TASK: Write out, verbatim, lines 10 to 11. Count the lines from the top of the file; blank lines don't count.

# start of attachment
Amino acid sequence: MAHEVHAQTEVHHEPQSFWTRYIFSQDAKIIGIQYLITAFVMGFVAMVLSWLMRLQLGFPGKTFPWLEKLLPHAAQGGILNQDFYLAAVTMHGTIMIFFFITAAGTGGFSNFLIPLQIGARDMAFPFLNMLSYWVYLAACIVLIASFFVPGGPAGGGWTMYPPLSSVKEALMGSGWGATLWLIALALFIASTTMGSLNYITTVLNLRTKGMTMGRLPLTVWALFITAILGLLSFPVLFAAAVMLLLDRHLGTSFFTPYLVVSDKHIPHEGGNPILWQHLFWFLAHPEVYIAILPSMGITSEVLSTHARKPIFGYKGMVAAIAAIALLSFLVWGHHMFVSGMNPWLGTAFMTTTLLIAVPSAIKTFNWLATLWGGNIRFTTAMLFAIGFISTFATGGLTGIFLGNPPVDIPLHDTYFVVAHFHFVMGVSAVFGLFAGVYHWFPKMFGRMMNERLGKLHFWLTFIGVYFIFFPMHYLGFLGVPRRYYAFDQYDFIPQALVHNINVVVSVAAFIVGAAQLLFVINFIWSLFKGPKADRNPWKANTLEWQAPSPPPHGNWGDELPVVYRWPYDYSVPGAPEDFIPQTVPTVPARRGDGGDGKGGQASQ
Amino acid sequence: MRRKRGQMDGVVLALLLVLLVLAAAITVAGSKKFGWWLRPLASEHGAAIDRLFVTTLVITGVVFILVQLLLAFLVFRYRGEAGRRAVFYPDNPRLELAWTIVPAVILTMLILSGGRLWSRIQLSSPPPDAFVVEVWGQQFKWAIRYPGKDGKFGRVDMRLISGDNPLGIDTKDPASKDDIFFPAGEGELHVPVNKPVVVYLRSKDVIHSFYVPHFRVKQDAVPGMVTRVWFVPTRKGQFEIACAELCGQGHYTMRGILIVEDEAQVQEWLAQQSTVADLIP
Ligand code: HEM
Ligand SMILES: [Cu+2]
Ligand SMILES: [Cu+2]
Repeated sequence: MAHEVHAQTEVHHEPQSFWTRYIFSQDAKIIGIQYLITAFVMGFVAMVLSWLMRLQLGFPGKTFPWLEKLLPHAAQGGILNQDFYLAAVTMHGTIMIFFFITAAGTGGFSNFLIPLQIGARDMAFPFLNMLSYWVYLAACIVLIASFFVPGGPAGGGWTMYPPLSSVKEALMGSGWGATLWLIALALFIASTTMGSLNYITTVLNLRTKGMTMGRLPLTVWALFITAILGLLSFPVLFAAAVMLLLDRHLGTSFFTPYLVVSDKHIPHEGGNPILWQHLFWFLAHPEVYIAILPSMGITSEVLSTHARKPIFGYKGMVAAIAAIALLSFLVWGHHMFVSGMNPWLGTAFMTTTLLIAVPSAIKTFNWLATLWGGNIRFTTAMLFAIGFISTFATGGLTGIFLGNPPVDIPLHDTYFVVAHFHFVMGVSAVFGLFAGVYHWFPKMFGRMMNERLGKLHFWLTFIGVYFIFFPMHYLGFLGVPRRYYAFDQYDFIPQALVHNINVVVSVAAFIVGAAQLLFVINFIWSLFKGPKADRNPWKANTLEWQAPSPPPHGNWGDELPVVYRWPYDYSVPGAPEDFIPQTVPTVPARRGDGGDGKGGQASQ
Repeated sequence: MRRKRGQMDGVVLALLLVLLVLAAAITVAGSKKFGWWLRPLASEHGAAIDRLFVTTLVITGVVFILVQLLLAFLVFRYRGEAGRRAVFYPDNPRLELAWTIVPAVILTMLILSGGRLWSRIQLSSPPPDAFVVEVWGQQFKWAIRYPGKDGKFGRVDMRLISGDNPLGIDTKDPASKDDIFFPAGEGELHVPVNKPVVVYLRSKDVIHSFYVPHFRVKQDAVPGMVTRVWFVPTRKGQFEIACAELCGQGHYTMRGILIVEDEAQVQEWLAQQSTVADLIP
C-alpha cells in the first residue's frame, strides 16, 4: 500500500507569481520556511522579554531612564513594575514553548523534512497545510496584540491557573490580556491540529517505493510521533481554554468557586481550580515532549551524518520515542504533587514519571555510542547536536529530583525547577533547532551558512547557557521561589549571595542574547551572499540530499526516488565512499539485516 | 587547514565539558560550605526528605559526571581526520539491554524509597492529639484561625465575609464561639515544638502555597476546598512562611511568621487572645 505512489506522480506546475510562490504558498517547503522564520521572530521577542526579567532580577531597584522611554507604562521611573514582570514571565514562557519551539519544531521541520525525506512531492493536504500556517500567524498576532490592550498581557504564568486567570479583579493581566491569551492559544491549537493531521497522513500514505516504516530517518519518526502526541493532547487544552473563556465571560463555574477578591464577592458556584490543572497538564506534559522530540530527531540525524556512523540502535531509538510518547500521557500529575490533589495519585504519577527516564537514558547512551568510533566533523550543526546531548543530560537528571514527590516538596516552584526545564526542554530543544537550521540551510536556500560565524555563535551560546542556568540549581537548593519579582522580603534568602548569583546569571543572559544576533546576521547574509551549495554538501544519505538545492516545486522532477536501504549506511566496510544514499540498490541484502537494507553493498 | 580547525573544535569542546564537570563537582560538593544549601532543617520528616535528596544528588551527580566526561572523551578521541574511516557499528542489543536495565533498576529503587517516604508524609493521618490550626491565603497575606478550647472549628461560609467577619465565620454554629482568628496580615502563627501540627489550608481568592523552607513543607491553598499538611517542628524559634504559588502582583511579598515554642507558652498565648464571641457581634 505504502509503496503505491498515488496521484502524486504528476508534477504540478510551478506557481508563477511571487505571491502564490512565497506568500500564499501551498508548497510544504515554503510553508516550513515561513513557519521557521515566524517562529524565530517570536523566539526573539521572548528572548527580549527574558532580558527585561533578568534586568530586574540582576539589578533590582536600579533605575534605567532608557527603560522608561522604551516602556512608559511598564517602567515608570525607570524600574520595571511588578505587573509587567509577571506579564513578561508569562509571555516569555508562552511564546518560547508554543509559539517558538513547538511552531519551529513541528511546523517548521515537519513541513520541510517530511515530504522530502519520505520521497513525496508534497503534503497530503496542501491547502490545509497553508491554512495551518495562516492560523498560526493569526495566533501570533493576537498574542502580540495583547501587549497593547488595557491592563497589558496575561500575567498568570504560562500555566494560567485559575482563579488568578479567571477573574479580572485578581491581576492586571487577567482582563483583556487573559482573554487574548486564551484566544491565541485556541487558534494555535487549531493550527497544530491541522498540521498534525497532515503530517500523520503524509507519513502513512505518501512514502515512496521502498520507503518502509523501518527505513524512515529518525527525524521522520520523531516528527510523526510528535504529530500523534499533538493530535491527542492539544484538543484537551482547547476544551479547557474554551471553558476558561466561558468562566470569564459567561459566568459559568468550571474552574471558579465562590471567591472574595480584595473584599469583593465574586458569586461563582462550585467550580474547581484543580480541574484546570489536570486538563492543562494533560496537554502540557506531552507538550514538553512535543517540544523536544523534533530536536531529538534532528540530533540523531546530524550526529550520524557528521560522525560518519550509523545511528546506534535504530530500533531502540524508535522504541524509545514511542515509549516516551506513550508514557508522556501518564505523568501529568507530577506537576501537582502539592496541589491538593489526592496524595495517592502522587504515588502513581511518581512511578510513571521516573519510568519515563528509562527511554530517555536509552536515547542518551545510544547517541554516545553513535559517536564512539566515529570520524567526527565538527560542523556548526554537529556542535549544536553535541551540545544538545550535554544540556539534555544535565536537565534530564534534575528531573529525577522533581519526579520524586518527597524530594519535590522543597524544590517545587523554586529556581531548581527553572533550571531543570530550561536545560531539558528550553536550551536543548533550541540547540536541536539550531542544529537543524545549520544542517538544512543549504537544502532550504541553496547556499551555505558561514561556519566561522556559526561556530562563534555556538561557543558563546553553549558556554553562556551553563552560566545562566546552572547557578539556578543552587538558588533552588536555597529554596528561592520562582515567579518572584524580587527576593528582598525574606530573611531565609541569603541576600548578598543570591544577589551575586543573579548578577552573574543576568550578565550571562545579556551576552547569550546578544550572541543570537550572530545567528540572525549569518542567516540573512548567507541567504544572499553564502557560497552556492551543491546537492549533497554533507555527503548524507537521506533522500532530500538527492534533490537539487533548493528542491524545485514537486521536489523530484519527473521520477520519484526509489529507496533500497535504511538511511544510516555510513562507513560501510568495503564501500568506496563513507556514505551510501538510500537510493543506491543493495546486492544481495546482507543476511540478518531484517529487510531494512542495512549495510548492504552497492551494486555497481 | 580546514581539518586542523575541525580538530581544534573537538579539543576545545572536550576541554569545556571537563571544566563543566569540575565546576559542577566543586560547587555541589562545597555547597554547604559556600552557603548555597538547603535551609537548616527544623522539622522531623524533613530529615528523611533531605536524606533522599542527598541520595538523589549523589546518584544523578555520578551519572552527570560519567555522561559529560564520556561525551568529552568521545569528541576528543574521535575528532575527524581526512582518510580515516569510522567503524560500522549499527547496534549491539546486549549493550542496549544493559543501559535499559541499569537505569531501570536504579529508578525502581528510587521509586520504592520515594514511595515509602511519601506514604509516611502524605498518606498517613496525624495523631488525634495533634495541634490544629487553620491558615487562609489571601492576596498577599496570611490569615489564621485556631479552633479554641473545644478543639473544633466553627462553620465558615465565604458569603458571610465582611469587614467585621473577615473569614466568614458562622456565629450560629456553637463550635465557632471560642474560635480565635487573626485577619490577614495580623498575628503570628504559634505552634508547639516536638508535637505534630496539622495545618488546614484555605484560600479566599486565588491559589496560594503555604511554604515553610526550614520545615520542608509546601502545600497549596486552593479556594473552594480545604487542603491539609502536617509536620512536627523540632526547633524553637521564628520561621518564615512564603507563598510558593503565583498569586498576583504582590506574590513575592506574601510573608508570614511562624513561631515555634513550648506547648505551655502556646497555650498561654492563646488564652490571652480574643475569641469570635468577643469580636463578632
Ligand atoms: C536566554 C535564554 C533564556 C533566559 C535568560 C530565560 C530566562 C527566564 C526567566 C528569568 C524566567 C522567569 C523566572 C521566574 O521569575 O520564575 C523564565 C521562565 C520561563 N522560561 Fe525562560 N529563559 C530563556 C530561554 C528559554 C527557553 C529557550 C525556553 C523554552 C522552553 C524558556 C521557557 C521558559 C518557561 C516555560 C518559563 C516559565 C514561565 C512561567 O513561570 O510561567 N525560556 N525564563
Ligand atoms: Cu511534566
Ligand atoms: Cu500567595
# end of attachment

Ligand atoms: Cu511534566
Ligand atoms: Cu500567595